Prefer to read paperback books over clunky, hard-to-carry hardcovers? We get it. Add these recently-released paperback editions of bestselling books to your shelves instead.
We’re big fans of paperback books—they’re lighter, cheaper, and generally easier to read than their hardcover counterparts (not to mention they never run out of battery power, like e-books). The only catch is that typically you have to wait up to a year to read the buzziest new books in softcover. Whether you're picking the perfect plane read for your next getaway or are just looking to save a few pennies at the bookstore, now is the perfect time to get your hands on a paperback copy of these popular books.
The Address, by Fiona Davis
Set in the iconic New York City apartment building The Dakota, The Address tells the story of two women who live a century apart, but whose stories are inextricably tied. In the 1880s, when Sara Smythe is given the opportunity to move to America to become the manager of a new hotel, she sees it not only as a way to start a new life, but to spend more time around Theodore Camden, an architect at the hotel who Sara is infatuated with. A century later, Theodore's granddaughter Bailey is out of rehab when the opportunity arises for her to work in the hotel. There, she learns more about Theodore and Sara, the woman who ultimately took his life. This engrossing novel is the perfect mix of family drama, historical grandeur, and scandalous mystery.
To buy: $16; amazon.com.
Goodbye, Vitamin, by Rachel Khong
After ending things with her fiancé, Ruth moves back in with her parents, only to find that things are a mess. Her aging father, once a notable professor, has just been diagnosed with Alzheimer’s disease, and her mother is in serious need of help as his caretaker. Told through Ruth's diary entries, this heartwarming novel addresses the tender and difficult moments that come from taking care of an aging loved one.
To buy: $16; amazon.com.
The Great Alone, by Kristin Hannah
It's 1974 and the world feels uncertain—America is embroiled in the Cold War, and Ernt, the patriarch of the Allbright family, has just returned home from the Vietnam War a changed man. In hopes of putting some space between his family and the world, Ernt moves them to Alaska to live off the grid. But the small clan is unprepared for the remote reality of the frontier, and the Allbrights struggle to survive. Together they must try to make it in the harshest conditions imaginable and come to terms with the troubles from their pasts that distance cannot change. Hannah's bestseller is a moving and atmospheric novel about family.
To buy: $18; amazon.com.
Less, by Andrew Sean Greer
This heartwarming novel skyrocketed to the top of the bestseller list after it won the Pulitzer Prize for Fiction earlier in 2018. Just before his 50th birthday, Arthur Less receives an invitation to his ex-boyfriend's wedding, and he promptly decides to pack his bags and run away from his problems. On his worldwide journey to escape his past, he travels to countries including Germany, Morocco, France, and India, all while reflecting and coming to terms with the 50 years of life that got him to this place—abroad and alone.
To buy: $7; amazon.com.
The Women in the Castle, by Jessica Shattuck
This moving novel set in Germany at the end of World War II tells a side of the story typically forgotten—that of widows left behind to take care of their families after their husbands, German soldiers, were killed in battle. At the core of this novel is Marianne von Lingenfels, whose husband was killed in a failed plot to assassinate Hitler. After the fall of the Nazis, Marianne returns to the castle owned by her husband's family and sets out to reunite with the other widows of men in the resistance. Together the three widows and their children must rebuild their lives among the ruin around them, all while confronting the choices they made during the horrors of war.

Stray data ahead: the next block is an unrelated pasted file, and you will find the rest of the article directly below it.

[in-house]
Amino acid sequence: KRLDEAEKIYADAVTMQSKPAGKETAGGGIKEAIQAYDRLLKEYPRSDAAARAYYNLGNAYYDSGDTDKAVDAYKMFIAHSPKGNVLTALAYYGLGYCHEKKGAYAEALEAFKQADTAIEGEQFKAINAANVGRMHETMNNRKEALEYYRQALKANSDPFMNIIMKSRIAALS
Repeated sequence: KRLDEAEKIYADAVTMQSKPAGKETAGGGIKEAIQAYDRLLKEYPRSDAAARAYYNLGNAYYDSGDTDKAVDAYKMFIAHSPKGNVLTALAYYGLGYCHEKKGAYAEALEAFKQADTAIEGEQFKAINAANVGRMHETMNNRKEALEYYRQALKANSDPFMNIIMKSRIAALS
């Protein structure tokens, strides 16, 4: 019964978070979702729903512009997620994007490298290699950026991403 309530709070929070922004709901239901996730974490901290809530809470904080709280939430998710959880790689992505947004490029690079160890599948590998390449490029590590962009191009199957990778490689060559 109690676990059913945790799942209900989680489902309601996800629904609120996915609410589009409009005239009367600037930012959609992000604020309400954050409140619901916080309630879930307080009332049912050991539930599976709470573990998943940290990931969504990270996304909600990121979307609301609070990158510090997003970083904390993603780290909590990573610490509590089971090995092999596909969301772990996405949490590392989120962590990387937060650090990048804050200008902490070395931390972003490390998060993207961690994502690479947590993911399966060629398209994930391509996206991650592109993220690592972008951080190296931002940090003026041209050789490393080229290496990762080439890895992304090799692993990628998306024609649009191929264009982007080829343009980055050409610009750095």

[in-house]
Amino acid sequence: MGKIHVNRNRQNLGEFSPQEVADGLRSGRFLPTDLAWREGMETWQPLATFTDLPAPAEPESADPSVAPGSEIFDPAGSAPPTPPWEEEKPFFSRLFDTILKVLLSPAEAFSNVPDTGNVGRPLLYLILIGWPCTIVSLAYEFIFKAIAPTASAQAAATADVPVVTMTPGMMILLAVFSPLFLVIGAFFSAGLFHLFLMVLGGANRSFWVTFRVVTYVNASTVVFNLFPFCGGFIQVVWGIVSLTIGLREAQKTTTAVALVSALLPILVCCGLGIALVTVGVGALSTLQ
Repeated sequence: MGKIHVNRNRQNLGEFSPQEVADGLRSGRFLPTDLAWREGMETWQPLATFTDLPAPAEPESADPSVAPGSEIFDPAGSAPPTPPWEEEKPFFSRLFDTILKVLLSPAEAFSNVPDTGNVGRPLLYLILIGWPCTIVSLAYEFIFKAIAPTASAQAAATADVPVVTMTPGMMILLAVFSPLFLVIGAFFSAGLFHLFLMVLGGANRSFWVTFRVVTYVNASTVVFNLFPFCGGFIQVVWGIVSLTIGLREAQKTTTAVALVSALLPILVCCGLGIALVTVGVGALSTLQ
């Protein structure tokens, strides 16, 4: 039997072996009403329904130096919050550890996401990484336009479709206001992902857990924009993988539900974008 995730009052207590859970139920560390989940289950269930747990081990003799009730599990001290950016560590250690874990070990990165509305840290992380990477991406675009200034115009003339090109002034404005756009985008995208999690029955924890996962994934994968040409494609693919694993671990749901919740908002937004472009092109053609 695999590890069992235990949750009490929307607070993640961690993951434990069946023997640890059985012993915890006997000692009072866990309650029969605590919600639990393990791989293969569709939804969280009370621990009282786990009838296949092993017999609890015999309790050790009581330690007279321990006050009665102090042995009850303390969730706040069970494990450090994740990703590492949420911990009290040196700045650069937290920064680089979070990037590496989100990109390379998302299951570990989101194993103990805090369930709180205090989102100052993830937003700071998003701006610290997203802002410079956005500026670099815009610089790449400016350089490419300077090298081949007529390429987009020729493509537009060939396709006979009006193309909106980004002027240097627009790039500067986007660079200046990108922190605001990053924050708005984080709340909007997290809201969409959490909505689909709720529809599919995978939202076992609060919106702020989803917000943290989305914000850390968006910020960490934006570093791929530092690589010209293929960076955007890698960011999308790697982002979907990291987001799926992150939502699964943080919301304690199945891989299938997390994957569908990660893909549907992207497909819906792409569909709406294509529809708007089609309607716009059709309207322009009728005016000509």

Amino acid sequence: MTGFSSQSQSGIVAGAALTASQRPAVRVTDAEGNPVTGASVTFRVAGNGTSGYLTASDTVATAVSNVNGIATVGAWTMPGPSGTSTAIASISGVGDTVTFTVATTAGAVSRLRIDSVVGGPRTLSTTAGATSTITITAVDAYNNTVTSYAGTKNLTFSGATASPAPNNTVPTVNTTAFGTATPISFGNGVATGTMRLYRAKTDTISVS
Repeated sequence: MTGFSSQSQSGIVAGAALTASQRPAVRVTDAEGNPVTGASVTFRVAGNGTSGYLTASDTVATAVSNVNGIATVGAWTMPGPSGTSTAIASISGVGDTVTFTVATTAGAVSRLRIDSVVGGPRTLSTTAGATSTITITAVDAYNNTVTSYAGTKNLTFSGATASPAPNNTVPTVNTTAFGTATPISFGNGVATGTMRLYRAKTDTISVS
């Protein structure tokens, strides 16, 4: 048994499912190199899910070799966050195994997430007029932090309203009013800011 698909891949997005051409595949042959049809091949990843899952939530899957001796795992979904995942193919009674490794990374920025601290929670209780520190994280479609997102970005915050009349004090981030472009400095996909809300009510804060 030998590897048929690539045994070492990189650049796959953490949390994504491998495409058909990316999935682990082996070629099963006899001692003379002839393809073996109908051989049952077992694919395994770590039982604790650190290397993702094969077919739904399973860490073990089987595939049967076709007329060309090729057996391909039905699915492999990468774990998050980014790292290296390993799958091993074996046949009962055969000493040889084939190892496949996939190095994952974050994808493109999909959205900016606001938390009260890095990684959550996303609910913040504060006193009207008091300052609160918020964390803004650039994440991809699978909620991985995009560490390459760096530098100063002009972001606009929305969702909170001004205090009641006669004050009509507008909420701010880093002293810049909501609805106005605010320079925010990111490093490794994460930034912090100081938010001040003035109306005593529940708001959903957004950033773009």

To buy: $14; amazon.com.
Sick, by Porochista Khakpour
After nearly a lifetime of searching for the cause of her constant sickness, Porochista Khakpour finally gets a diagnosis: late-stage Lyme disease. Throughout this honest memoir, she brings readers to the different places that she lived—New York, LA, New Mexico, and Germany—and explores the impact these places had on her health. This timely book explores our imperfect medical system, the impact of chronic illness over a lifetime, and how treatments and diagnoses can sometimes cause more harm than good.
To buy: $11; amazon.com.
Home Fire, by Kamila Shamsie
Home Fire —a modern retelling of Sophocles' Antigone—follows the trials of one Pakistani family living in London. After their mother's death, Isma took care of her younger siblings, but now that they are older, she hopes to pursue her dreams and move to America for college. But when her brother Parvaiz sets off to join jihadi fighters in Syria, Isma and her younger sister must grapple with the consequences of his actions. This gorgeous, heartbreaking novel addresses how the political and the personal are intertwined and questions what we will do to save the ones we love.
To buy: $13; amazon.com.
Manhattan Beach, by Jennifer Egan
Immerse yourself in 20th-century Brooklyn in Egan's Manhattan Beach. Egan (A Visit from the Goon Squad), follows Anna Kerrigan as she grows up during the Depression and grapples with the mysterious disappearance of her father. As she grows up and the U.S. becomes embroiled in war abroad, many men head overseas to become soldiers, and Anna becomes the local naval yard's first female diver. With striking detail, Egan brings us into Anna's world.
To buy: $14; amazon.com.